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MILITANT anti-government groups have been accused of exploiting displaced people in Syria by selling them aid supplies and recruiting members from a refugee camp in a region controlled by US forces.
Former residents of the Rukban camp have started to arrive in the historic city of Palmyra, which is being rebuilt after government forces retook control from Isis jihadists in 2017.
New arrivals have reported that they had been made to pay for tents, food and medicine — and that some had been coerced into joining the ranks of the Revolutionary Commando Army, an anti-government militia that claims to have been funded, armed and trained by the CIA and Saudi Arabia.
Refugee Ahmad Mohammed said: “This tent has cost us 50,000 Syrian pounds (£84). It was brought from Lebanon as humanitarian aid and sold to us.
“But that was only half the trouble. When we bought the tent, we discovered that there is nothing in the camp: no food, no water, no medicines.”
He added that the militants controlled the camp and were charging refugees for everything. “Medical aid depended on the militants, too: if you co-operate, you have access to doctors. If you don’t, there will be no aid,” Mr Mohammed said.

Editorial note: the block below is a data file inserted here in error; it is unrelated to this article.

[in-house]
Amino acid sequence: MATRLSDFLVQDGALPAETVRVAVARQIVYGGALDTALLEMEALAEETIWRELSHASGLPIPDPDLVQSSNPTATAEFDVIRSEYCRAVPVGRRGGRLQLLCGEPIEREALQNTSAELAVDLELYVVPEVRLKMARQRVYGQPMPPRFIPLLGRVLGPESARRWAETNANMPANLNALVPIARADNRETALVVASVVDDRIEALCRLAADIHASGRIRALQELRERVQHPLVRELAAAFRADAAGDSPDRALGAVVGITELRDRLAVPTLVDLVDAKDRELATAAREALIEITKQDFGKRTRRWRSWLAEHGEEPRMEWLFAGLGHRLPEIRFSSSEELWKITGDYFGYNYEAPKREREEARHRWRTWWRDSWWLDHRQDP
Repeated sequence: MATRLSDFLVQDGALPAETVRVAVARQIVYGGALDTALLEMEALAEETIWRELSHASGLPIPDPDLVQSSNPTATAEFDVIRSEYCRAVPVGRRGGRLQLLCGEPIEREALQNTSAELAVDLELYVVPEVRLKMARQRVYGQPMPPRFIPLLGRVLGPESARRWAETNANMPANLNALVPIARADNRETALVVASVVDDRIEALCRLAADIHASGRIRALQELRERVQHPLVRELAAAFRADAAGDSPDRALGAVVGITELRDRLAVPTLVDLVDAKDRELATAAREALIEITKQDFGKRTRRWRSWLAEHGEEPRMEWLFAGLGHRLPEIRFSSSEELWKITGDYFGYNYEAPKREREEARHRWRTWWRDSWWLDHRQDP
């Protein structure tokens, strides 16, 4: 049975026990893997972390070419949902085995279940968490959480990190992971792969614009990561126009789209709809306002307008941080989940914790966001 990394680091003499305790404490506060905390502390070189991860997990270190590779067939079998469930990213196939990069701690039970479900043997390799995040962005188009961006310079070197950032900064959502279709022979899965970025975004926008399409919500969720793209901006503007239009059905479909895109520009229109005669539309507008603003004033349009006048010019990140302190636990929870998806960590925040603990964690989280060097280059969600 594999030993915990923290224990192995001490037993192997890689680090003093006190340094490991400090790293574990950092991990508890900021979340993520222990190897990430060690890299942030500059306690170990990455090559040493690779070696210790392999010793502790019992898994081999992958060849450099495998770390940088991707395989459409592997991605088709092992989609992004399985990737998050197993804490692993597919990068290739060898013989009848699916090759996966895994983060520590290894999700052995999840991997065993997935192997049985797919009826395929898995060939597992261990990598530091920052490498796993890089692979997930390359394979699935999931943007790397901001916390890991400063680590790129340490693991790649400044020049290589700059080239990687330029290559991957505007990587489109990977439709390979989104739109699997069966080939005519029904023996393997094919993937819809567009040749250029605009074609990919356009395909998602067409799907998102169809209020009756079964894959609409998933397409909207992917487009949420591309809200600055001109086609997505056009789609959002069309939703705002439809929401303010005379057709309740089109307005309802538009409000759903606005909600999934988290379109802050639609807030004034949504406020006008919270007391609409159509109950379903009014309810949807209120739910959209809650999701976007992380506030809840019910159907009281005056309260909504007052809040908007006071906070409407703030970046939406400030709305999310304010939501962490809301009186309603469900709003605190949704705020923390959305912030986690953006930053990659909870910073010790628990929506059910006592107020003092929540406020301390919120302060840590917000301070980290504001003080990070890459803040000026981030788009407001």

“Our relatives’ child got sick, a four-year-old girl. She had an infection but nobody helped her. They ran out of money and the child died right in my hands.”
According to Mr Mohammed, the militants would sell aid items that had been donated by international relief organisations.
"Sometimes, we received aid from the Red Crescent, but we only saw a small portion of it, most often sold to us, not given for free. The militants take the free aid and resell it to the refugees — that’s their business. To get money, we had to work at the camp. They set up a brick factory and we had to work like dogs there,” he said.
The money raised was used to finance the anti-government group that operated a strict regime inside the camp, using it to recruit members. Mr Mohammed explained: “They are all armed, they walk the camp with rifles, they have semi-military equipment and they own the place.
“They distributed leaflets, calling [for us] to take weapons and go fight against the [Bashir al-Assad] regime, even called for this during the prayers.
“Any man could turn to the administration to enlist. It was a simple way not to die of hunger.”
His family finally managed to leave the camp by paying a ransom and headed to Palmyra, he said.
Russia has long accused the US of using the camp, which houses about 19,000 people, to justify its illegal military presence in Syria.
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